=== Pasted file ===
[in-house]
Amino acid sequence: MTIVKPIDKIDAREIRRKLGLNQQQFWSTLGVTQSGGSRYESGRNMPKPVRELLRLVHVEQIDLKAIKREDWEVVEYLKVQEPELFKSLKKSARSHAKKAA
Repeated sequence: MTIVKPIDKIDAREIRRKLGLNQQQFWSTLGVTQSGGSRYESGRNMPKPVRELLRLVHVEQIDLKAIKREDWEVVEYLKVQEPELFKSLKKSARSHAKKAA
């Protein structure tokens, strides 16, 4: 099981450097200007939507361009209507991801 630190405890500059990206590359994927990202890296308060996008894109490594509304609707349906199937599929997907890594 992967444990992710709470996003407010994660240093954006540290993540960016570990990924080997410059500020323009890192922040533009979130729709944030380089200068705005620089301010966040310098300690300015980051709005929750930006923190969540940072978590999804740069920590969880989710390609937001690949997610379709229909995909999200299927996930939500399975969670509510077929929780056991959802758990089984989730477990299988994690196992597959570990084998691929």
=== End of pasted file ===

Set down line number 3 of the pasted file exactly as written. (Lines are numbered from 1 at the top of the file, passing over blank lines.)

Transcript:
Repeated sequence: MTIVKPIDKIDAREIRRKLGLNQQQFWSTLGVTQSGGSRYESGRNMPKPVRELLRLVHVEQIDLKAIKREDWEVVEYLKVQEPELFKSLKKSARSHAKKAA